On Wednesday August 22, 1984, the Speedbowl held the MJ Sullivan Chevrolet Open – an 84 lap open competition event for the Modifieds. One of the many stars to compete in the event was former Modified hot-shoe Ron Bouchard was who was competing full-time on the NASCAR Winston Cup Series at the time. In fact, he would race 4 days later at Bristol, TN in the NASCAR Busch 500 (where he finished 14th). The event was heavily promoted with Bouchard’s appearance, but he hit the wall early in the event trying to avoid a spinning car and recorded a DNF. His younger brother Ken Bouchard had a better day, battling with Bob Potter over the final laps before settling for second. It was Potter’s 5th win of the year. Also in the field were Bob Polverari who finished 3rd and Leo Cleary who finished 5th.

1984_CJ_Frye_LM_Champ (Hodge)
C.J. Frye won the 1984 Super Stock Championship
driving Gordon Rodgers’ #6x car
(Howie Hodge photo)

For the 3rd season in a row, Brian McCarthy led the Super Stocks in wins, taking down 5 victories in 1984 – including 4 in a row during the middle of the summer, but the Track Championship would once again elude him. Mike Lovetere started the season with a win & 3 seconds in the first 4 races to establish the point lead. By the end of August, he had won 2 out of the last 3 races to maintain that lead with only 2 races remaining. But he wrecked in the next race and C.J. Frye took the point lead by 6 points going into the final event, then Frye won the 30-lapper for his 4th win of the season to clinch the championship by 10 points over Lovetere.  It was the the first championship for Frye and car-owner “Flash” Gordon Rodgers.  Lovetere won three times, defending champion Art Moran Jr won twice.  

On September 13th, the Speedbowl took the week off to allow competitors to compete in the annual Race of Champions event at Pocono (PA) International Raceway.  In the Modifieds, Speedbowl veteran Jerry Pearl started 19th and finished 11th in the 55 car field.  Defending Speedbowl Champion Bob Potter started 28th, but finished 48th.  Brian Ross won the 250 lap event.  C.J. Frye finished 2nd in his heat and started the main event in 11th, but finished a disappointing 46th in the 57 car Street Stock event.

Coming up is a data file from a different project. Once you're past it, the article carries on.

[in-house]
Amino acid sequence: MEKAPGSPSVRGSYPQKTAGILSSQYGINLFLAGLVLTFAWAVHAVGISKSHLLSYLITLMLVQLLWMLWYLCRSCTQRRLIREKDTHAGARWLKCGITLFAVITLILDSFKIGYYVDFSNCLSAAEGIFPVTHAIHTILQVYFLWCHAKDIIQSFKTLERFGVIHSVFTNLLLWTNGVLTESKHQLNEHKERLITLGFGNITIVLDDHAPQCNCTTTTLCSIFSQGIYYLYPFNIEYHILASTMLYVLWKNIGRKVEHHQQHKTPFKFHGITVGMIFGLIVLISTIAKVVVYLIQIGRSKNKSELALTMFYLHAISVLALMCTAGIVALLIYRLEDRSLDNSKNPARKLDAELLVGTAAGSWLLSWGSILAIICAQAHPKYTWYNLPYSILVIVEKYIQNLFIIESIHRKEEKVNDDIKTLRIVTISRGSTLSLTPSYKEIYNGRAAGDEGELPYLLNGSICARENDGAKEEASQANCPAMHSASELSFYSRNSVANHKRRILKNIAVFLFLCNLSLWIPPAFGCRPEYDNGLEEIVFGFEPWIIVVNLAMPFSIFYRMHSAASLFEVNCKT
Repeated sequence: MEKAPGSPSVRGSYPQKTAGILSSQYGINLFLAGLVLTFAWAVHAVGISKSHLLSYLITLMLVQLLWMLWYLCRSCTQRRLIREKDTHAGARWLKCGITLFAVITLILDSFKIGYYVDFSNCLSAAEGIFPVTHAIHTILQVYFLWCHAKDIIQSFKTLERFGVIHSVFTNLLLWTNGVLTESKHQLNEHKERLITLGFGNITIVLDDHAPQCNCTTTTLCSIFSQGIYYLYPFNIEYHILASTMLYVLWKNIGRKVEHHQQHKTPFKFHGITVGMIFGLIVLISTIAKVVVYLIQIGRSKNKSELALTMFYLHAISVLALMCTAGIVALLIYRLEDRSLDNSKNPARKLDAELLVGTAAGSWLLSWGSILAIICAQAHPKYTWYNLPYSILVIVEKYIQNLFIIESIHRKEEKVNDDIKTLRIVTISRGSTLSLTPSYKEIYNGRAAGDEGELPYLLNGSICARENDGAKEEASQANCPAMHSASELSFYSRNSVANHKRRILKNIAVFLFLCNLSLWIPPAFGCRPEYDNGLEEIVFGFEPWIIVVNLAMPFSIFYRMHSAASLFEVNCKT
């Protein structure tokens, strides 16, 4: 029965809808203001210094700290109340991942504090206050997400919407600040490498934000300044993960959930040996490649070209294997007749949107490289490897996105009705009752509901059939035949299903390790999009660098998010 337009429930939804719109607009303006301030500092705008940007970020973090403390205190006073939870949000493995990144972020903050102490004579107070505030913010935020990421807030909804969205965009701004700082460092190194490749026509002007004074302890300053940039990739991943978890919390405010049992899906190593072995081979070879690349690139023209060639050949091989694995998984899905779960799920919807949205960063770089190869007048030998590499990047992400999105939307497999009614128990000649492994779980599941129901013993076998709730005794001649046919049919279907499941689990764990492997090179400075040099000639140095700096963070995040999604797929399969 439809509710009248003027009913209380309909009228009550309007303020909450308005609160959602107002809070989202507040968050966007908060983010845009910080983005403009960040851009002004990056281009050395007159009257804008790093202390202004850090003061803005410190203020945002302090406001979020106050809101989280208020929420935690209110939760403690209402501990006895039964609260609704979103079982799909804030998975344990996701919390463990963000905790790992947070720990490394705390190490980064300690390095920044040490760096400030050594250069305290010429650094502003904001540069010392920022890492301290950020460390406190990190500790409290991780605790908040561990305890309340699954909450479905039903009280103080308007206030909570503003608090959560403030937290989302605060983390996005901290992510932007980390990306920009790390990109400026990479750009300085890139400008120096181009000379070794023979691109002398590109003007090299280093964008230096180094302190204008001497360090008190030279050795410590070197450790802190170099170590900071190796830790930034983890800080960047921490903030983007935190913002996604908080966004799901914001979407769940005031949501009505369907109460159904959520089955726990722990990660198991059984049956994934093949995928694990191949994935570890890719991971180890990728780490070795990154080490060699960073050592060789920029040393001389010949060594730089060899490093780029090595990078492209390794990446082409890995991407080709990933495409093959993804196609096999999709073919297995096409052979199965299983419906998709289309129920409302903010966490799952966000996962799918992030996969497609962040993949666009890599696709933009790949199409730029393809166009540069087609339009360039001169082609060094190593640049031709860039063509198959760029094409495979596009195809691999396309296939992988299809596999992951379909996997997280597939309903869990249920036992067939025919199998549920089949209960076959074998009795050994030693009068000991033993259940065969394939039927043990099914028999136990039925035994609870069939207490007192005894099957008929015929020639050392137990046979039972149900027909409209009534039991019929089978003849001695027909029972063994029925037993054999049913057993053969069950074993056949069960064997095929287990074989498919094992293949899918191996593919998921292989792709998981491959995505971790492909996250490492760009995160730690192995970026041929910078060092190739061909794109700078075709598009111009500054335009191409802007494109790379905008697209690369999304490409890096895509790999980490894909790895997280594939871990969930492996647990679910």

As the season came to a close,  Dick Williams’ Coastal Racing Association was also coming to an end.  Started in 1978 at the Speedbowl, with a peak season in 1981 when it sanctioned 4 tracks (Waterford, Thompson, Monadnock & Westboro), before returning to the Speedbowl exclusively from 1982-1984.  While a popular promoter with the race teams, Williams struggled to turn a profit consistently.  Williams would never promote a race track again.  It was also the only time in track history that a banquet was not held to honor the season’s Track Champions.  Tattersall would turnaround and lease the track to Stafford Motor Speedway owner Jack Arute after Williams’ exit from the scene.

There were no regional touring events during the ’84 season.  Outside of the 2 weekly Saturday point divisions, 5 demolition derbies were additionally scheduled.  They were 6 rainouts during the year.


Segment on the 1984 Super Stock Championship from Vault Productions’ documentary series on Speedbowl history.

3 combined segments on Dick Williams’ Coastal Racing Association from Vault Productions’ documentary series on Speedbowl history.